The increased dissatisfaction with the European Banking Authority’s (EBA) performance as the anti‑money laundering (AML) supervisor of banks’ national AML supervisors has gained momentum in light of recent money laundering scandals (namely that of Danske Bank). Such discontentment has led to calls by the bloc’s finance ministers for an “alternative” pan-EU “independent” authority with an explicit AML supervisory mandate and a “firm” approach to enforcement.

On 8 November 2019, six of the EU’s finance ministers, including those of France, Germany and Italy, published a joint paper on a proposal for a European Supervisory mechanism for money laundering/ terrorist financing (the Paper). This Paper provides a guide for the European Commission with regards to the framework for revised EU AML supervision to reduce the potential for delay caused by technical deliberations.

The most notable takeaway points of the Paper are set out below:

  • The EBA’s current role as an EU‑level “supervisor of supervisors” in respect of AML oversight has often been shown to result in action which is “too late.” This delay in enforcement action was highlighted by Bruegel (a European think tank whose membership includes EU Member State governments, international corporations and institutions). The Paper therefore advocates for the introduction of an EU entity with a “direct” AML supervisory mandate.
  • Such a supervisory body should be given the powers to enforce sanctions upon non-compliant firms, such as the imposition of fines or further business restrictions, which the EBA currently lacks despite recent strengthening of its AML duties.
  • The Paper further advocates for the supervisory entity to be one which would exhibit authoritative behaviours as well as being politically independent – factors which in the view of the authors would encourage more aggressive supervision and consequently greater deterrence.
  • It was suggested that the funding for such a body would stem from a levy on the financial industry, separate from the general budget of the EU, and which would be subject to EU parliamentary scrutiny. The Paper recommended staffing to be between 500 and 1,000 individuals, with the inclusion of country desks to enable proper communication with the judiciary and law enforcement communities in each Member State.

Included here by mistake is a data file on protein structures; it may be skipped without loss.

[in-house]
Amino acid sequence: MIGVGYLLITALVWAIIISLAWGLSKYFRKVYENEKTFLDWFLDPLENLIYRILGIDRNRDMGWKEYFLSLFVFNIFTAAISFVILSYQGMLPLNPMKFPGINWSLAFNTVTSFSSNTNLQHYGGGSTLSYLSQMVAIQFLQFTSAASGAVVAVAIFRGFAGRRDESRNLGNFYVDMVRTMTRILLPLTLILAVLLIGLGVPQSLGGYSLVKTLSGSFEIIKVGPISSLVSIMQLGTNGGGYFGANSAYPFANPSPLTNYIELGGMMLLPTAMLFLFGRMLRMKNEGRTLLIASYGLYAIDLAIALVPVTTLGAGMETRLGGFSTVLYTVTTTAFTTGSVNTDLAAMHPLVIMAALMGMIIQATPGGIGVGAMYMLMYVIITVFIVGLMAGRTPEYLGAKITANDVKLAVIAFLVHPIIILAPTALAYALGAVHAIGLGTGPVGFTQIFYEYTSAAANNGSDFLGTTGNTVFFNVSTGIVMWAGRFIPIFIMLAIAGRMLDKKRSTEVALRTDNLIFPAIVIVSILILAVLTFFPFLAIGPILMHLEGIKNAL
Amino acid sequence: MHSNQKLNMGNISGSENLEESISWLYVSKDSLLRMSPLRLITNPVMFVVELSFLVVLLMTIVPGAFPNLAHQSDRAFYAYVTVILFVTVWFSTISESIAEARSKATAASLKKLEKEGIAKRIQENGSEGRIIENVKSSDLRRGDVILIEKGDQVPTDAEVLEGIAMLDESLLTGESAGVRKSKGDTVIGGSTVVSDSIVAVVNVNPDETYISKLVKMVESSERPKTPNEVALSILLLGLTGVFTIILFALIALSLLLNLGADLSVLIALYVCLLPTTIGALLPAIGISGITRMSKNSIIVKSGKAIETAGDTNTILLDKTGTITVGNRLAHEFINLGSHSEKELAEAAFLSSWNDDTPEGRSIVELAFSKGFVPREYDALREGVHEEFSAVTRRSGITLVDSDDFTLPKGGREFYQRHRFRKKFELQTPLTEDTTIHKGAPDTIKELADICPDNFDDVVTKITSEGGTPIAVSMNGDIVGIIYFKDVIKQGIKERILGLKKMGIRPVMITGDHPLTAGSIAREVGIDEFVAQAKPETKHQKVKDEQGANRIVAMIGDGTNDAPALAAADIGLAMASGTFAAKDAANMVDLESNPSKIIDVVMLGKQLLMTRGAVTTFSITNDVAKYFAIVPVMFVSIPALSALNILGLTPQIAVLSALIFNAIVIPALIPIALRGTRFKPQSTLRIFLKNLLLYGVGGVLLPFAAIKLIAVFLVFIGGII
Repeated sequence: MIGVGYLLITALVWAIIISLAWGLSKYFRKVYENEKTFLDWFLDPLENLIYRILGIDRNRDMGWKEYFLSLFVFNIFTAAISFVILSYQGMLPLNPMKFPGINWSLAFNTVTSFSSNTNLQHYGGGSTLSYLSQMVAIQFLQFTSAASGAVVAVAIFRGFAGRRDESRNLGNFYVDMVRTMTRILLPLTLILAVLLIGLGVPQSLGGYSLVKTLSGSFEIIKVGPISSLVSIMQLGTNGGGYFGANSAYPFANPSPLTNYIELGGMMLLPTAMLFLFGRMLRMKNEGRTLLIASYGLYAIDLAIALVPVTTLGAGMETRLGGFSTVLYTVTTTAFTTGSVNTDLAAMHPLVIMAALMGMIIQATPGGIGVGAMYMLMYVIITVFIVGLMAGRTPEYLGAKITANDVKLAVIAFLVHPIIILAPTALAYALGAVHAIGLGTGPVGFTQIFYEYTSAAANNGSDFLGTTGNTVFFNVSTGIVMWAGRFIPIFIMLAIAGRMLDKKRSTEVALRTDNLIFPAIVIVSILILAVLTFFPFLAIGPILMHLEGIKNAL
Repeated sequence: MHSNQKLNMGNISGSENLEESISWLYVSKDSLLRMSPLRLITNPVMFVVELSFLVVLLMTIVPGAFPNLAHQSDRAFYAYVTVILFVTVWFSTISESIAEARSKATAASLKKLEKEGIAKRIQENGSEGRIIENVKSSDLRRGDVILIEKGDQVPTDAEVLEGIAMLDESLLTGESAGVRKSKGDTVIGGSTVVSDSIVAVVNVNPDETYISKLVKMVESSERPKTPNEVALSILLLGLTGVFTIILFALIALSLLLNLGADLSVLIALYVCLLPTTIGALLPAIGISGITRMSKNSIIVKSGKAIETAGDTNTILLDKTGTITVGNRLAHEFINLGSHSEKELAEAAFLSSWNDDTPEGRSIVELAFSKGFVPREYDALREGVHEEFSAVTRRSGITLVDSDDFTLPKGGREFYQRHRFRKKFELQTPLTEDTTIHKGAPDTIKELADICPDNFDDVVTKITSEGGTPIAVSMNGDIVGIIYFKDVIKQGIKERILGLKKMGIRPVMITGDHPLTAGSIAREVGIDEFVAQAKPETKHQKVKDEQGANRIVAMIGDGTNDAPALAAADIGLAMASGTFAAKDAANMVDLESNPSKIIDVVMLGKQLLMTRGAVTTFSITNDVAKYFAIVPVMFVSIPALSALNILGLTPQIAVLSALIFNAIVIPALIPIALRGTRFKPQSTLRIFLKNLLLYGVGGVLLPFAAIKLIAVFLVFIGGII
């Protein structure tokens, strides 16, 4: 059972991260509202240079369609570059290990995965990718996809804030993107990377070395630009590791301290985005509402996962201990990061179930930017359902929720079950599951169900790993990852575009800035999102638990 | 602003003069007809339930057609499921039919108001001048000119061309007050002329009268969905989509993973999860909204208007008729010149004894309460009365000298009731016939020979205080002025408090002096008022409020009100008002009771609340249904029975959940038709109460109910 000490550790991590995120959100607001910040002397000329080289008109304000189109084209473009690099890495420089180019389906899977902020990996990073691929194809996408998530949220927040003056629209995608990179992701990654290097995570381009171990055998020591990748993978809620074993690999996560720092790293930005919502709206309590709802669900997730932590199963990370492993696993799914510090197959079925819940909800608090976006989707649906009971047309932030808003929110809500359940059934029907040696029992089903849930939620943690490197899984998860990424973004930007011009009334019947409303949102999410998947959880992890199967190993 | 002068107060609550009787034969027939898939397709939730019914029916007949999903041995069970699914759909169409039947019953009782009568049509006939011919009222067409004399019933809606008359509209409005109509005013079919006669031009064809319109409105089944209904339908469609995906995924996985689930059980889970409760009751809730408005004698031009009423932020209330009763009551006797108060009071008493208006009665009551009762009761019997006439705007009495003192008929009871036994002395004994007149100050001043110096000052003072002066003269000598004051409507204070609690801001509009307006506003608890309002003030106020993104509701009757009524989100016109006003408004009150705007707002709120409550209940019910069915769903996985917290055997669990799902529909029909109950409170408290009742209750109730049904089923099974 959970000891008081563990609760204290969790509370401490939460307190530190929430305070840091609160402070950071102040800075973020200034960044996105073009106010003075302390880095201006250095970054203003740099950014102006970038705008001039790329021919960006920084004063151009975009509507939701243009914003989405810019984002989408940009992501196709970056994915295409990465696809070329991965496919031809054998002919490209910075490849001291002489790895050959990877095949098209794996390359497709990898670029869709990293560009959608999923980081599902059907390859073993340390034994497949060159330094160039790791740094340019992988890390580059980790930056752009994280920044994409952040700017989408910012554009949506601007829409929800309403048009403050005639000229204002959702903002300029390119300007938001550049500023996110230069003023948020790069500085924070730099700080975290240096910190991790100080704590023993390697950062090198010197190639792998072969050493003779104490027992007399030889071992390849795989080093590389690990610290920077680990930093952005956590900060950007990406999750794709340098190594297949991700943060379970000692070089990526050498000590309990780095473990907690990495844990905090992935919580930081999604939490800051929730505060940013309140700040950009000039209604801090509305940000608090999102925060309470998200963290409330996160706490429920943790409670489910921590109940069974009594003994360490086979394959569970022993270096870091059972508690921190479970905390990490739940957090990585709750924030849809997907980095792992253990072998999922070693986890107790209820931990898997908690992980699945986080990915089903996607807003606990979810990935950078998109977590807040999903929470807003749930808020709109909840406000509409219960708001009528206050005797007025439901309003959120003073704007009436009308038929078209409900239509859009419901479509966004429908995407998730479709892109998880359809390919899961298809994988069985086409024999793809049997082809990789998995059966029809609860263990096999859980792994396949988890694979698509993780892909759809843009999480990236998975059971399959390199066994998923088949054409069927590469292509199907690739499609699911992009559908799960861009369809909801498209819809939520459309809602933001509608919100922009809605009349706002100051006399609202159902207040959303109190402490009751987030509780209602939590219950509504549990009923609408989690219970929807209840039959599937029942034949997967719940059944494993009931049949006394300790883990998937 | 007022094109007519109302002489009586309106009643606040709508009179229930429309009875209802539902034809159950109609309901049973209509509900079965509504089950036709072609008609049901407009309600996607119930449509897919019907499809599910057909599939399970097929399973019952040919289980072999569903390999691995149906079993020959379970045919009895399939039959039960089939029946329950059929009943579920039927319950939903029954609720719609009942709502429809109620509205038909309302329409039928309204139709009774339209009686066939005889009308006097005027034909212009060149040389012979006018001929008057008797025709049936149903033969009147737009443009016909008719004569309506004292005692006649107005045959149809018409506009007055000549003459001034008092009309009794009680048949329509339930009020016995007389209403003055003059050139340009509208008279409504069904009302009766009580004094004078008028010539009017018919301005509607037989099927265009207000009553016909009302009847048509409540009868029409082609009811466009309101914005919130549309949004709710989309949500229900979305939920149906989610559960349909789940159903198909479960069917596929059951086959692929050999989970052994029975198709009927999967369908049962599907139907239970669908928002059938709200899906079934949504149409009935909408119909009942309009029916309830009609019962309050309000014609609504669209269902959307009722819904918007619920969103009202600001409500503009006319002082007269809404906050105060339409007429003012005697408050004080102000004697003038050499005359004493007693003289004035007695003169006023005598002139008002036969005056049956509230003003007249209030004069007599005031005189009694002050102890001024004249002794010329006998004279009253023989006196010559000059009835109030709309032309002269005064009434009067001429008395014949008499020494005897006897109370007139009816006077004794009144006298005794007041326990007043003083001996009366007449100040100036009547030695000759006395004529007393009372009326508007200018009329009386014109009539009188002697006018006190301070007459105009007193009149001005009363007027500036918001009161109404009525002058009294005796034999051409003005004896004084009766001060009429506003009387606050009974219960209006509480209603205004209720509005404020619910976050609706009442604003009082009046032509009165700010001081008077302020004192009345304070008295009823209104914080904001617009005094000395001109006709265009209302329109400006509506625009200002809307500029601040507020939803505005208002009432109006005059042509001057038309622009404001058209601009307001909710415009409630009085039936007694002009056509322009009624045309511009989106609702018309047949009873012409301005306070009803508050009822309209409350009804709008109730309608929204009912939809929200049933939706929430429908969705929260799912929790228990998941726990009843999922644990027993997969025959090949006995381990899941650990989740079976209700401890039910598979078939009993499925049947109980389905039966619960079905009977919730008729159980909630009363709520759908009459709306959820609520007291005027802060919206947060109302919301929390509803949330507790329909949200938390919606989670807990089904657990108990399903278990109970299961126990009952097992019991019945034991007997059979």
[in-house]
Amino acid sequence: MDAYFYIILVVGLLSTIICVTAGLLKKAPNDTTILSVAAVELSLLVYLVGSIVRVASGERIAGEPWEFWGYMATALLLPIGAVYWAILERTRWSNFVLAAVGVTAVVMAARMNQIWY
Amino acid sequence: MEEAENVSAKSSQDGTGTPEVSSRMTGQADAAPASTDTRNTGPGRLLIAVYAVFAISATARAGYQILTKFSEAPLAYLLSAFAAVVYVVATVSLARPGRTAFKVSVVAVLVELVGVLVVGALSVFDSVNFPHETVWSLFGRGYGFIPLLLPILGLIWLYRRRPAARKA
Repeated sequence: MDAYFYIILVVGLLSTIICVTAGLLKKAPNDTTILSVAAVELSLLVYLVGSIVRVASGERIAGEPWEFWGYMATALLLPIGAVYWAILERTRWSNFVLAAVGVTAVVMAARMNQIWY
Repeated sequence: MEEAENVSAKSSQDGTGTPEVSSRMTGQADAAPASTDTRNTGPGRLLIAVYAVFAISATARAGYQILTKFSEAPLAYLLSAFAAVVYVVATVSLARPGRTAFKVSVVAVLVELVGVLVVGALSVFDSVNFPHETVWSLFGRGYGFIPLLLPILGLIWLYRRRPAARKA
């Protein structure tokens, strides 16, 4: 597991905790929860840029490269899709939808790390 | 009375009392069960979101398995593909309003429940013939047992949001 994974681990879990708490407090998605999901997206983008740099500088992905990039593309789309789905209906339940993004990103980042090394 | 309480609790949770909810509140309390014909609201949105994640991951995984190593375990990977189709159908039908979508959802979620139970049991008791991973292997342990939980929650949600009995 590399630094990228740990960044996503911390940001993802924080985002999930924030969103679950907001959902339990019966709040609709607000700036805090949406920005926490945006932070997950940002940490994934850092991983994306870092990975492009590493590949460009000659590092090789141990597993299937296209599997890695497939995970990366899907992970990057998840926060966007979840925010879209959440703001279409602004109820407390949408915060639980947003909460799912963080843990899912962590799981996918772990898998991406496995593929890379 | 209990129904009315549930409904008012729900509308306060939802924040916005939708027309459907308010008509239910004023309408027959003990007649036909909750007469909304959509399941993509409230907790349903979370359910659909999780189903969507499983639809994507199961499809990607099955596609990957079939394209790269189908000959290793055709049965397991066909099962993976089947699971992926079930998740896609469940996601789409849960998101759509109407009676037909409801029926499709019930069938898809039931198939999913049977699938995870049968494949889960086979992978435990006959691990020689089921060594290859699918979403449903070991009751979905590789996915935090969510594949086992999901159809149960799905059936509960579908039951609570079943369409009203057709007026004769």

• By way of a timeline, the Paper proposes that the European Commission delivers a proposal on the potential new supervisory body by August 2020, at which point legislative discussions will commence spanning some 18 months, with the transfer of supervisory authority theoretically taking place in the first half of 2024.

Following the Paper, consensus was reached among all finance ministers of EU Member States in their Economic and Financial Affairs Council (ECOFIN) meeting on 5 December, in which they “invite[d] the [European] Commission to explore…conferring certain responsibilities and powers for AML supervision to a Union body with an independent structure and direct powers” and asked the Commission “to present legislative proposals in that regard in parallel to efforts to achieve a higher level of harmonisation through an AML regulation.”

The specific implications of any new pan-EU AML supervisory body in relation to compliance procedures of banks and their subsequent costs is yet to be determined. It is likely that the European Commission will consult on this matter during Q1 and the first half of Q2 this year, with the subsequent publication of their proposal during the latter half of Q2 or in any case, by August 2020 (some nine months following the December ECOFIN conclusions). It is thought that any further delay would likely risk losing the current momentum for reform in this area.